8. wolc123

    What Seed Spreader do you use

    I use those cheap hand-held Earthway bag/broadcast spreaders for fertilizer on plots under an acre in size, and for seeding wheat and soybeans, even on larger plots (up to 3 acres). For broadcasting fertilizer, on larger plots, I use an old 3-point Cyclone spreader that holds a couple hundred pounds. I paid $ 25 for that at the Alexander Steam show about 15 years ago. The Earthway slipped off the hood of my tractor and got crushed by a loaded rear tire on Tuesday night, just as I was getting ready to sow wheat and soybeans. No big deal, because it was on its third season anyhow and ready for replacement (fertilizer is kind of tough on them). Fortunately, I had an old Cyclone bag/broadcast spreader in the barn (I think I got it for $ 5.00 at the Alexander steam show a couple years ago), that had never been used on fertilizer. After patching a couple holes in the bag with duct-tape, and re-tying the broken strap, it worked very well on the soybeans and wheat. For tiny seed like clover and turnips, I like those little plastic Scotts hand seeders the best, regardless of plot size. It seems to me that many foodplotters go way overboard with their seeder/spreaders, when a $ 19 , hand-held Earthway would get the job done just fine. I can't believe all the ATV mounted spreaders out there. By the time they get that out and hooked up, they could have the job done with the Earthway.
  9. wolc123

    My 2019 plots

    Wheat costs $ 8.00 for a 50 pound bag at Rinehart's in Middleport and is significantly more attractive to deer than cerial rye. With some difficulty (broke and "farmer fixed" a drag and wrecked a cheap broadcast seeder), I was able to get a couple acres planted last night, finishing up just before 9:00 pm. September 10 is the earliest date recommended for planting winter wheat in NY, to reduce Hessian fly damage. That wheat was seeded light at 30 pounds per acre, but I also broadcast 20 pounds per acre of soybeans and 5 pounds per acre of white clover. Normally, I cultipack after spreading the wheat and soybeans, then again after the clover, but I seeded all prior to cultipacking just once last night to save some time. Cultipacking by moonlight with no lights on tractor was not overly difficult. If I had more daylight available, I would have done it twice, because I have always had great germination results on the clover and the wheat and beans when doing it that way. I am a little worried that the clover seed might have got pushed in a little too deep, but I won't find out about that until spring. Frost-seeding another 5 pounds/acre into the wheat then might be a good idea. Big rain (about 3/4 inch) that came in after midnight should get all that was planted going now. I spread 50 pounds/acre of triple 15 fertilizer (leftover from no corn planting this spring) prior to last pass with disk on those plots yesterday afternoon. That should give the wheat a boost. The small areas of purple-top turnips that I planted at the end of both plots in late July are over a foot tall now and I hit them with a bit more fertilizer last night before the rain. The deer by me never touch them until the first hard frost.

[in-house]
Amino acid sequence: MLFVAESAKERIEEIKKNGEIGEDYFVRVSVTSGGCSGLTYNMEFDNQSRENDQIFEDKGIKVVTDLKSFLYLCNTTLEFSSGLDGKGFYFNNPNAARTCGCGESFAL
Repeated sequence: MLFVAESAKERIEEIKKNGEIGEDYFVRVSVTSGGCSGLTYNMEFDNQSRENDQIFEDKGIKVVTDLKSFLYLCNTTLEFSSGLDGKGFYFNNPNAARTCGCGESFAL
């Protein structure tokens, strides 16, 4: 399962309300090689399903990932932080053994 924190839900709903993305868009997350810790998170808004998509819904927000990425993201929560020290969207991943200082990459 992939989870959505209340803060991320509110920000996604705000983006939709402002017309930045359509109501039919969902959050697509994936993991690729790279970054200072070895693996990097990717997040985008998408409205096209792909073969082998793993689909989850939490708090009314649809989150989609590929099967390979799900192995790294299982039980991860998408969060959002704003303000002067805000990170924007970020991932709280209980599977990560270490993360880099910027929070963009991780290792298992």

10. wolc123

    It begins again

    There is quite a variation in the size of button bucks. I rarely shoot the little ones. The one that I killed last year with my crossbow yielded more boneless meat than many of the mature does that I have processed during gun season. Very little fat, and no gun shot damage conserves meat. That was the first one I shot since 2012, and I actually thought it was a mature doe at the time. I was happy to find out that it was not, because, like I said earlier, I do not enjoy all the extra time it takes to trim the fat from doe during processing. Do you enjoy the flavor of doe fat ? Do you like it sticking to the roof of your mouth ? I would like it if I never had to process another doe, but that is not likely unless NY allows three bucks for those who purchase ML, archery, and gun hunting permits. Another big advantage of killing button bucks is that they can be processed much sooner after killing because the younger the red-meat bearing animal, the faster rigor mortis releases. If I allow the carcasses the proper time to age, then I can not tell the difference in the meat from a 1-1/2 thru a 3-12 year old deer (I have killed few if any older than that). 6 month old venison is definitely in a class by itself however, literally a meal fit for a king (or a prodigal son who has returned). It is too bad that you and many others have such little appreciation for such "fine dining". I feel very blessed to have had the opportunity of enjoying at least one every other year for the past 36 seasons that I have been hunting (In 2014 a buddy killed on for me and in 2016 I finished off one that a car hit at the end of our driveway with my knife). I cherish the memory of all the button bucks I have killed as much or more than many of the antlered bucks and more than all but two of the does (Adirondack ML kills). They include my first gun deer, my first bow deer, my last crossbow deer, my only late ML kill, and a fair number that got to make that short trip to "deer heaven" (my family's food supply), as part of a "double" along side of their mommas.